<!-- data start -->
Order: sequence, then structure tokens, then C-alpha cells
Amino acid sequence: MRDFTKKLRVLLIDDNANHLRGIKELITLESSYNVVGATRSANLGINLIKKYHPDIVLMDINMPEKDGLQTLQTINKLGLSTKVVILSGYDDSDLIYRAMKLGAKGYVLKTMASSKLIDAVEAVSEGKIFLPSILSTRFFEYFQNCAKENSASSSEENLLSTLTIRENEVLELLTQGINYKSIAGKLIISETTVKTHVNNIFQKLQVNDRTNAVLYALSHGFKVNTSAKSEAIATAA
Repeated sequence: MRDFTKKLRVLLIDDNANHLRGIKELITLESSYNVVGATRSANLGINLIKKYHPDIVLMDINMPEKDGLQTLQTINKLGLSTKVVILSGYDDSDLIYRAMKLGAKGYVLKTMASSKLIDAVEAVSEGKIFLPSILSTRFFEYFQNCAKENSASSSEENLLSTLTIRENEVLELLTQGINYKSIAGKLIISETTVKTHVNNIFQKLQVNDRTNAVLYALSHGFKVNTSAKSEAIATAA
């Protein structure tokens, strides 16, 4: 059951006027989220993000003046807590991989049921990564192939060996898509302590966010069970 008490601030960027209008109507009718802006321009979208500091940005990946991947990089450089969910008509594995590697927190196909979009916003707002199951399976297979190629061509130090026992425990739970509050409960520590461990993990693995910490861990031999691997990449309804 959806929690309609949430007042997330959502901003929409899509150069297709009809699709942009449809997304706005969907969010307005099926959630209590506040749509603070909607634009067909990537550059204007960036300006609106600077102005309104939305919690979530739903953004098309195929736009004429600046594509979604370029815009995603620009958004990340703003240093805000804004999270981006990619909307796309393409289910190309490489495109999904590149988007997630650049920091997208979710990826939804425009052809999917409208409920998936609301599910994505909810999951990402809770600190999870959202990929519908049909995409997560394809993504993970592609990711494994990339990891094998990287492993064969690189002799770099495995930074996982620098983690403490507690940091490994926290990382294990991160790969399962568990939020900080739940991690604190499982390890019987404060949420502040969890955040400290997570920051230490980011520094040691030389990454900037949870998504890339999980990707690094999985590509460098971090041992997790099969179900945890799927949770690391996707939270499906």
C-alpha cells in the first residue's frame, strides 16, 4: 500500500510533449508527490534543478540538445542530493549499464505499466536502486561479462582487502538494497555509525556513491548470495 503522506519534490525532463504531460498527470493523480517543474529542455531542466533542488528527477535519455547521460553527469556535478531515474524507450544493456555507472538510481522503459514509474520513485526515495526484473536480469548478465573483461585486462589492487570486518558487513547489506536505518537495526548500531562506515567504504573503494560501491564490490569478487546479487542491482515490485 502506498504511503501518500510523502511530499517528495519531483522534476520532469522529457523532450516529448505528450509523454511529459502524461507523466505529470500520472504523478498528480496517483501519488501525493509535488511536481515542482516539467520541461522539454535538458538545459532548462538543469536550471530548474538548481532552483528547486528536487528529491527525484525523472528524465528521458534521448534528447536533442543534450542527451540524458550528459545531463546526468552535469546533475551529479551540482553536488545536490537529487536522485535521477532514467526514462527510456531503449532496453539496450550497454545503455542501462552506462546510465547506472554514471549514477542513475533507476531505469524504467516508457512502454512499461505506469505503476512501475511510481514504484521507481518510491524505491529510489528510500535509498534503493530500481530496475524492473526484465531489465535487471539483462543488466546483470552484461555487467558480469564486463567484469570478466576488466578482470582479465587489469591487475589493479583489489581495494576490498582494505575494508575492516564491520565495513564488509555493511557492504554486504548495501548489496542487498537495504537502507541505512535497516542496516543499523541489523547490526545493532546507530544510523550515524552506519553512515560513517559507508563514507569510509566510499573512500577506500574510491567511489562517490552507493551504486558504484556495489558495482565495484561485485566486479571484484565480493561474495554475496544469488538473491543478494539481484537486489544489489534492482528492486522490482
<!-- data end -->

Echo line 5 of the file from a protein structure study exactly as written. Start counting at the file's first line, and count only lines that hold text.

C-alpha cells in the first residue's frame, strides 16, 4: 500500500510533449508527490534543478540538445542530493549499464505499466536502486561479462582487502538494497555509525556513491548470495 503522506519534490525532463504531460498527470493523480517543474529542455531542466533542488528527477535519455547521460553527469556535478531515474524507450544493456555507472538510481522503459514509474520513485526515495526484473536480469548478465573483461585486462589492487570486518558487513547489506536505518537495526548500531562506515567504504573503494560501491564490490569478487546479487542491482515490485 502506498504511503501518500510523502511530499517528495519531483522534476520532469522529457523532450516529448505528450509523454511529459502524461507523466505529470500520472504523478498528480496517483501519488501525493509535488511536481515542482516539467520541461522539454535538458538545459532548462538543469536550471530548474538548481532552483528547486528536487528529491527525484525523472528524465528521458534521448534528447536533442543534450542527451540524458550528459545531463546526468552535469546533475551529479551540482553536488545536490537529487536522485535521477532514467526514462527510456531503449532496453539496450550497454545503455542501462552506462546510465547506472554514471549514477542513475533507476531505469524504467516508457512502454512499461505506469505503476512501475511510481514504484521507481518510491524505491529510489528510500535509498534503493530500481530496475524492473526484465531489465535487471539483462543488466546483470552484461555487467558480469564486463567484469570478466576488466578482470582479465587489469591487475589493479583489489581495494576490498582494505575494508575492516564491520565495513564488509555493511557492504554486504548495501548489496542487498537495504537502507541505512535497516542496516543499523541489523547490526545493532546507530544510523550515524552506519553512515560513517559507508563514507569510509566510499573512500577506500574510491567511489562517490552507493551504486558504484556495489558495482565495484561485485566486479571484484565480493561474495554475496544469488538473491543478494539481484537486489544489489534492482528492486522490482